Harmon’s Histories: Montana eclipses of yore suggest we’re in for an eerie chill
We’re just a week away from the highly hyped Great American Eclipse on Monday, Aug. 21 – so dubbed because it’s the first total eclipse (since 1776) solely visible here, and in no other country.
If you want to witness the total (100 percent) eclipse, you’ll have to travel to Idaho Falls or other locations in the direct path of the moon’s shadow across the U.S.
In Missoula, 92 percent of the sun will be covered. The eclipse will start at 10:15 a.m., peak at 11:31 a.m. and conclude at 12:55 p.m.
For most of us, it will be a first-of-a-kind experience. So what will it be like?
Let’s open our old newspaper file for the answer.
“Gradually the light of day became more dim until even in well-lighted rooms it was too dark to work except near a window, and the whole landscape assumed a peculiar murky hue that we have never noted except at times of sun eclipse,” according to a March 1885 article in the Livingston Enterprise newspaper.
The Helena Herald described the sudden loss of light and heat as causing “chickens (to) go to roost and observers frequently shiver with the sudden lowering of the temperature of the air.”
Garrett T. Serviss, then-secretary of the American Astronomical Society, told reporters “there is hardly any phenomenon of the heavens at once so startling, so beautiful and so awe inspiring” as a total eclipse of the sun.
More than 80 Helena residents booked a special excursion train to take them to Tosten, (about 45 miles southeast) where the 1885 eclipse would be “total.”
Of course, wouldn’t you know it, those rascally Helenaites turned the trip into a party. G. Chandler “appropriated the conductor’s cap and collected the tickets, seconded by Dr. A. F. Foote, who acted as the ticket puncher.”
The Herald reporter described someone swiping a fellow passenger’s field glasses from his shoulder case. “After a few minutes of excited search, the glasses were found in the possession of a young lady, who, of course, looked the picture of innocence when they were discovered in her hands.”
The train paused for a short time at Townsend where the Helenaites “stopped in at the different places of refreshment to get a drink of water (and) well nigh exhausted” the local post office of its supply of playing cards, which became the entertainment for the rest of the trip.
The train pulled into Tosten about 9:30 a.m. under cloudy skies. “The whole party alighted from the train and stood in groups on the station platform. A few minutes past 10 … the eclipse (reached totality) … and for two minutes the whole party stood with admiring eyes watching the wonderful phenomenon.”
The paper reported, “The annularity was perfect, and the ring of light around the moon was discernible to the naked eye of all who stood upon the station platform at Toston observing the phenomenon.
“During the return trip, the Apollo Club rendered some songs, after which the occupants of the car joined in rollicking songs and choruses, and had a merry time generally.”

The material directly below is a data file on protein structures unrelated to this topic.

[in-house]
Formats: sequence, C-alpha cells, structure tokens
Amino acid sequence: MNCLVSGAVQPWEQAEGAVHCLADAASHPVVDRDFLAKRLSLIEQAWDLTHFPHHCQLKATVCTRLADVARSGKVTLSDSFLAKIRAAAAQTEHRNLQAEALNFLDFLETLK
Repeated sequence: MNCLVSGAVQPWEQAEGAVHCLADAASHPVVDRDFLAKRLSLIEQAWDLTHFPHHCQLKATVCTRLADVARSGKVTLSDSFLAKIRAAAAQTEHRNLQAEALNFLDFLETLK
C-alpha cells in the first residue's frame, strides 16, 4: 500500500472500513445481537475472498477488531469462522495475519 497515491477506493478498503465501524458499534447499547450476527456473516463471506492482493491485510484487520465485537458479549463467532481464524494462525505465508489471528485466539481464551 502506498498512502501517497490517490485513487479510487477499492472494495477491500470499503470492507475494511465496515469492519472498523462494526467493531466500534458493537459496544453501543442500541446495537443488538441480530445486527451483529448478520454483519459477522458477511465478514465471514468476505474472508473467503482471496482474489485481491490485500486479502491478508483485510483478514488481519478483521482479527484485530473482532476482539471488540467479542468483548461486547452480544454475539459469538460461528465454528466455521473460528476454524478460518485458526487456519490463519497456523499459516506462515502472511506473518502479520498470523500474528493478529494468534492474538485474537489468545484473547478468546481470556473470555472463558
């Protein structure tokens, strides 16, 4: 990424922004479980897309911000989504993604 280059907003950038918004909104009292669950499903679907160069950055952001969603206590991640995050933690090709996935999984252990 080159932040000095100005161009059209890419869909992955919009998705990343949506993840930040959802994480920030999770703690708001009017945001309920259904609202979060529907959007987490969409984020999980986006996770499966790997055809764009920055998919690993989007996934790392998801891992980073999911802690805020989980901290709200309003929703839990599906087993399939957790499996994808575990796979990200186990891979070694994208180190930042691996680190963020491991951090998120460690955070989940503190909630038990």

There were others in Toston that day who were a bit more serious.
George Reeve, C. T. Day and Frank Jones were on a scientific mission. They wanted to pinpoint the exact location of Toston and Helena.
Strange as it may seem today, with satellites and GPS, back in 1885 calculations of the longitude of Helena had “varied from 111 degrees, 59 minutes to 112 degrees, 20 minutes.”
They “set up their table, and soon had themselves in telegraphic communication with the Washington Observatory.
“Mr. Reeves had two chronometers with him, one marking Helena local time and the other that of the 105th meridian, or standard mountain time, set by signals from the Washington Observatory. The time signals from Washington were received by Mr. Day, (who came from) the Western Union telegraph office at Helena.”
Despite the cloudiness that day, “the eclipse was distinct enough for the observations (to be) taken, and has settled beyond a doubt the exact longitude of Helena” is 112 degrees. Toston’s latitude was nailed down at 46 degrees, 10 minutes, 41.5 seconds.
Flash forward to today – more scientific research will be taking place.
At MSU-Bozeman, the Montana Space Grant Consortium is part of a nationwide Eclipse Ballooning Project.
Students will be conducting “high-altitude balloon (HAB) flights from about 25 locations across the total eclipse path, from Oregon to South Carolina, sending live video and images from near space to the NASA website.”
Of course, a sharp Montana business owner can’t pass up an opportunity like an eclipse to increase sales. Back in 1869 in anticipation of an eclipse, Helena’s Keyus saloon took out newspaper ads proclaiming they would “eclipse everything in the mountains in the preparation of refreshing beverages” for their customers.
This time around, I see Krispy Kreme doughnuts are going to be “eclipsed by a mouth-watering chocolate glaze,” giving its customers’ taste buds the same ” total sensory experience” as the visual impact of the eclipse.
So sit back, don your eclipse eyewear, pour yourself a refreshing beverage, savor your chocolate doughnut, and enjoy. Oh, don’t forget the blanket – in case those 19th century reports of a chill in the air prove accurate.
Jim Harmon is a longtime Missoula broadcaster who writes a weekly history column for Missoula Current.